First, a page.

Here's how you can see the Perseid Meteor Shower Saturday night

Here's how you can see the Perseid Meteor Shower Saturday night

Some meteor showers are slow, but we are moving into the Perseid stream so they are coming at us quite swiftly.

The Perseid meteor shower occurs every year as Earth passes through the trail of dust and debris left behind by Comet Swift-Tuttle. It's also when the Earth will be the most within the stream of Swift-Tuttle.

The bright moonlight dampened the spirits of the around 200 stargazers who had gathered at the two vantage points of Jebel Shams and Jebel Akhdar on Saturday to witness the annual "Perseids Shower" that lights up the night sky. It last passed near Earth during its orbit around the sun in 1992, and the next time will be in 2126.

Scientists at the National Aeronautics and Space Administration (NASA) say the Perseids typically will produce around 50 to 80 meteors per hour.

In August of 2018, the Perseid meteor shower will be pretty incredible, as the peak night for seeing it will coincide with a new moon. The best time to look up will be after midnight - aka early in the morning of August 13 - when the sky will be darkest.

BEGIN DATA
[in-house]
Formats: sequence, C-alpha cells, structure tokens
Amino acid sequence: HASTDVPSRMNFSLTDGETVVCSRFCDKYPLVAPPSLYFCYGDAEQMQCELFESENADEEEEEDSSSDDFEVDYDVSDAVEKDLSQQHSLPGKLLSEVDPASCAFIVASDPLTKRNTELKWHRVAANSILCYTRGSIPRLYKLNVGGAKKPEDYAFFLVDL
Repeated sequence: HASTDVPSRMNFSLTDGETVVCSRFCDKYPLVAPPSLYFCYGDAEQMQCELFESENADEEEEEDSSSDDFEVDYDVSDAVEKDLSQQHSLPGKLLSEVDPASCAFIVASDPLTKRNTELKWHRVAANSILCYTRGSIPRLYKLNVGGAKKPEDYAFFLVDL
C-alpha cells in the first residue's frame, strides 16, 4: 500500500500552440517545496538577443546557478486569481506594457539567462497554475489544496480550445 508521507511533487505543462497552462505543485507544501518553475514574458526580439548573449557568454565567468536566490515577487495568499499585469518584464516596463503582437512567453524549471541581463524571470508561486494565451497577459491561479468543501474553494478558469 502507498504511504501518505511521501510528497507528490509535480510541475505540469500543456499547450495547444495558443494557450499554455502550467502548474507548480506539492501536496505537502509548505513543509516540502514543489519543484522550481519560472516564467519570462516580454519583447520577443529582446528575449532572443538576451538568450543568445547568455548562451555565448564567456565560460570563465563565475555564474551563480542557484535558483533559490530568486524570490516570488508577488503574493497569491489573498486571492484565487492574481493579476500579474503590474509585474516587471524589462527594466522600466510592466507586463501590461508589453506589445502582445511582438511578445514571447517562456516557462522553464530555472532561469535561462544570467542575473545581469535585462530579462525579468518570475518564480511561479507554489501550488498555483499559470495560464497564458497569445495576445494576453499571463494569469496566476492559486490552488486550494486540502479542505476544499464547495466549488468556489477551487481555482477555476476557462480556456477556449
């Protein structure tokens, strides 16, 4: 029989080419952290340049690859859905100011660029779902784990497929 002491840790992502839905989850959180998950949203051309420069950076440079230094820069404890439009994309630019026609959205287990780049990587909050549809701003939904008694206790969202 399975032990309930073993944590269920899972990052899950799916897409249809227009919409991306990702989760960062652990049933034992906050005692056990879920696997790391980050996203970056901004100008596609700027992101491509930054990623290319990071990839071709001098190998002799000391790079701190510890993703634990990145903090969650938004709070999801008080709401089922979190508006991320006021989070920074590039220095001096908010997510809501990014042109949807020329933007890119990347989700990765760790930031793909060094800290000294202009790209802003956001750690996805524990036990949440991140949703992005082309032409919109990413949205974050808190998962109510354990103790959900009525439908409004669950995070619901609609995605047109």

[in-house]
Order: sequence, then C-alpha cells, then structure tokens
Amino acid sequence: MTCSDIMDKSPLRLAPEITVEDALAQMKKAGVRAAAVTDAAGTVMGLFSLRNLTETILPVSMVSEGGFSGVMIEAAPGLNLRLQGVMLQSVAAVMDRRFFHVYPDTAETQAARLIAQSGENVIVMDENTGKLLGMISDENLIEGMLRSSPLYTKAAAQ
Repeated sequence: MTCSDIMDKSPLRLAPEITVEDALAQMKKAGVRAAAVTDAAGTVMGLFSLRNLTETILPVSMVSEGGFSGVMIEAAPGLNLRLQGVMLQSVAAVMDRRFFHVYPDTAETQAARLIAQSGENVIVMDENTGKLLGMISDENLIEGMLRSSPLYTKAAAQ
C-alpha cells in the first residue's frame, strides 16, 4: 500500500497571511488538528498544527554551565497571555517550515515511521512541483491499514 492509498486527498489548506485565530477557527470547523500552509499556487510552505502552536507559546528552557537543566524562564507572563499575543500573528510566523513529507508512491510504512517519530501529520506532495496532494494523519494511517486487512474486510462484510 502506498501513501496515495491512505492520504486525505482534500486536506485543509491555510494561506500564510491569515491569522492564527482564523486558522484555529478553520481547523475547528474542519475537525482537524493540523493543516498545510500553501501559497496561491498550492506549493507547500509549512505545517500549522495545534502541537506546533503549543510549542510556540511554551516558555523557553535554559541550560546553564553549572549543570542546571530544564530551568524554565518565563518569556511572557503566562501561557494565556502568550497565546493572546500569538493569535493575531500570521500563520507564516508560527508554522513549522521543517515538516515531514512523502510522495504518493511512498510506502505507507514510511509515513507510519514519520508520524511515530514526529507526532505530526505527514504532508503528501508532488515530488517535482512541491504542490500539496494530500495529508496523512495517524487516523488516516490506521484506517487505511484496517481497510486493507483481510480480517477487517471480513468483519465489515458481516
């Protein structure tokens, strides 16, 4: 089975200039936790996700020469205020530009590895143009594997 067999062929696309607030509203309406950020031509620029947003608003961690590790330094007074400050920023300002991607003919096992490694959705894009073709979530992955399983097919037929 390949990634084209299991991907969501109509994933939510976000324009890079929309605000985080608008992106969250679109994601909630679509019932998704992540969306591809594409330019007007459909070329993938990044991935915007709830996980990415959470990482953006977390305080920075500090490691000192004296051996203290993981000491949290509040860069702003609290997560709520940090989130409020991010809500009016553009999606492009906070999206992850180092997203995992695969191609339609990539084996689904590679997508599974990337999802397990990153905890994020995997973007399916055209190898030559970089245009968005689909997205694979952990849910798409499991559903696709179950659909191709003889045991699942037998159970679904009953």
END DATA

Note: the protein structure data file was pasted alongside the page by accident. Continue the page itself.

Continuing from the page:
UP madrasas told to celebrate Independence Day, event to be videograped
Earlier in the day, the UP MSP issued a circular in this regard and asked all madrasas affiliated to it to comply with its orders. The order was issued by registrar of UP Madrasa Shiksha Parishad, Rahul Gupta, who said there was nothing wrong with the order.

But experts have warned that with the moon at three-quarters full, it may make it harder this year to spot the meteors as they fly past. However, the meteors will streak across the sky in all directions, so it doesn't really matter.

The best night for viewing in Mid-Michigan will be Saturday. "It can take your eyes as long as 20 to 30 minutes to fully adapt to darkness after being in a normally lit room".

However, "The Perseids will be a little more hard to see due to the presence of the moon, which will be three-quarters full and will rise shortly before the shower hits its peak", Space.com quoted Cooke.

But you don't have to me a club member to watch the meteors at the park.

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